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News Release


Retail Real Estate Investment Up Almost 60% in Europe in Q4 2009

According to Jones Lang LaSalle

London, 28th January 2010 - Retail real estate transaction volumes in Europe during Q4 2009 totalled €4.5bn from 100 deals, nearly 60% up on €2.9bn achieved from 66 deals in Q3 2009, according to Jones Lang LaSalle. However, full year total volumes in 2009 reached €12.3bn, a 32% decline compared to a €18.2bn total in 2008.

As the high cost and lack of access to finance continued to restrict the market, volumes in Continental Europe reached €7.3bn, a year-on-year decline of over 40%. However, towards the end of 2009 activity picked up with total volumes in Q4 2009 reaching €2.5bn from 65 transactions, almost 40% higher than Q3 2009.

As predicted by Jones Lang LaSalle in 2008 the UK, Germany, Italy and France continued to dominate the retail investment market in Europe each seeing over €1bn worth of deals transacted. The UK witnessed the greatest amount of activity in Q4 with over 40 deals raising €2bn; almost double that reached in Q3 2009. Two of the most significant transactions were Tesco plc’s sale of a portfolio of supermarkets to a UK pension fund for €427 million (£386 million), and the sale of Silverburn shopping centre in Glasgow for €328 million (£297 million).

With four deals totalling over €100 million in 2009, Germany was the most active market in Continental Europe securing a 21% share of total volumes transacted. Deals such as the sale of a stake in the Thier-Gelände shopping centre in Dortmund for €225 million and the Mercado shopping centre in Hamburg for €164 million, highlight the relatively robust domestic market. France and Italy both saw a total volume of approximately €1.2bn during 2009, with France seeing just over €500 million in Q4 (including the €115 million portfolio of Decathlon stores).

Accounting for 56% of all retail transactions in Europe, shopping centres remained the principal target for investors in 2009 with a continued focus on prime product in core Western markets. Continental Europe accounted for 66% of total volumes with €4.8bn, compared to 55% in 2008 with €6.8bn. Conversely retail park investment declined considerably from €2.5bn in 2008 to €526 million in 2009 reflecting a lack of high quality stock and the higher cost of finance. 

Institutional investors were the most active group across Europe in 2009, accounting for almost a quarter of the total volumes traded. In Continental Europe, funds continued to drive the market with €1.8bn transacted, of which Germany accounted for over €0.5bn, while the largest investor was Union Investment. The principal vendor group in Europe during 2009 were unlisted developers and property companies looking to recapitalise their balance sheets who accounted for sales of €2.9bn, a quarter of 2008’s total volume.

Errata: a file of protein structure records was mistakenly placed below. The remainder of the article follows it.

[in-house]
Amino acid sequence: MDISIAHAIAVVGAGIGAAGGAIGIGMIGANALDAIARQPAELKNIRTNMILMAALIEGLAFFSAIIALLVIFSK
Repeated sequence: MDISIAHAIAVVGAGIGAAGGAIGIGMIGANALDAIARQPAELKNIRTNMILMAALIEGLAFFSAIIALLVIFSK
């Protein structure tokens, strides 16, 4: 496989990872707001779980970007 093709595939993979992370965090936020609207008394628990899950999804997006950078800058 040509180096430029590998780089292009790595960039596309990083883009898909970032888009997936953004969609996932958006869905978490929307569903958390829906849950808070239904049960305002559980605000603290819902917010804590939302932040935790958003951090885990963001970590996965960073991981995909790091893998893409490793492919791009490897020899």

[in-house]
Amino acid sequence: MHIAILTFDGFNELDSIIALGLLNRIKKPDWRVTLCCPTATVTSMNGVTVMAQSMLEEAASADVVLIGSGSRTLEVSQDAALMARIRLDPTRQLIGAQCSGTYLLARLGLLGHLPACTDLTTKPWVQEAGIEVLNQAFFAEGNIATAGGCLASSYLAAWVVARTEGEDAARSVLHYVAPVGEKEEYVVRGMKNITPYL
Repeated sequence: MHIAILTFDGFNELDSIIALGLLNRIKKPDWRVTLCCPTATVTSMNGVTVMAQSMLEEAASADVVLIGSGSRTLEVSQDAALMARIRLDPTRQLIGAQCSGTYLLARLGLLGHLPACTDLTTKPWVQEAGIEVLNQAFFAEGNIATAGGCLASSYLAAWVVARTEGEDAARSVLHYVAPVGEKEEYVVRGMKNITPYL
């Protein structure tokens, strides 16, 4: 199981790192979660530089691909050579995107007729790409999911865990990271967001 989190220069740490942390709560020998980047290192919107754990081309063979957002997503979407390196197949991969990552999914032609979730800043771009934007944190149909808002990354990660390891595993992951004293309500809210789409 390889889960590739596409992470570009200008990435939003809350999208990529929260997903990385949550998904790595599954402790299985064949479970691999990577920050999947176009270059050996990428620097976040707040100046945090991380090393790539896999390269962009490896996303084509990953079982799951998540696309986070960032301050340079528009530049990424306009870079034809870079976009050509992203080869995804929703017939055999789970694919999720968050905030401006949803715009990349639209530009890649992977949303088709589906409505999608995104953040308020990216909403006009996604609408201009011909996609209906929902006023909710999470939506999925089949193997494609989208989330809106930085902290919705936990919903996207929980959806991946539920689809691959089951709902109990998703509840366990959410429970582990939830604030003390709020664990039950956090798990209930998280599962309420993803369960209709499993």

One trend that continued into 2009 was a decline in cross border investment activity, as investors increasingly favoured their local markets. In Continental Europe, 40% of total investment volumes involved at least one party trading outside their country of origin, down from almost 67% in 2008 and 76% in 2007. We expect the trend to reverse throughout 2010.

Portfolio deals in 2009 represented 22% of total transaction volumes in Europe and increased to almost a third as the year drew to a close, including 5 portfolio deals over €100 million of which three were sale and lease backs. 
Jeremy Eddy, Head of European Retail Capital Markets, said “We are expecting a strong start to H1 2010 across Europe with an increasing trend of equity partnering with expertise in joint ventures and property clubs. This will enable equity players to access markets and opportunities while allowing REITS and property companies to stretch their constrained equity, enlarge their European footprint and generate fee income.  Much of this equity will remain focused on the prime-end of the market and we envisage continued weak pricing for secondary assets as pricing has yet to move out to meet the pricing returns of opportunistic buyers, a significant group in this sector of the market.”
Adrian Peachey, Head of UK Retail Capital Markets, commented “Recovery in pricing and liquidity of shopping centres continued in the second half of 2009 driven by the demand and supply imbalance. The question remains how long can this recovery be sustained; we believe prime assets are being slowly rebased and should hold relatively firm. The window of opportunity for brave sellers of dominant secondary schemes will remain during the start of 2010. However, an increase in the numbers of bank sales could dilute the supply and demand imbalance and this coupled with a fragile occupational story could put an end to inward yield shift in the more secondary centres.”
Notes to Editors
This research considers all investment sales of shopping centres, retail warehouses and factory outlet centres in Europe.  It excludes the high street and any investment deal less than €5 million in value. Our analysis of “Continental Europe” excludes the UK & Irish markets.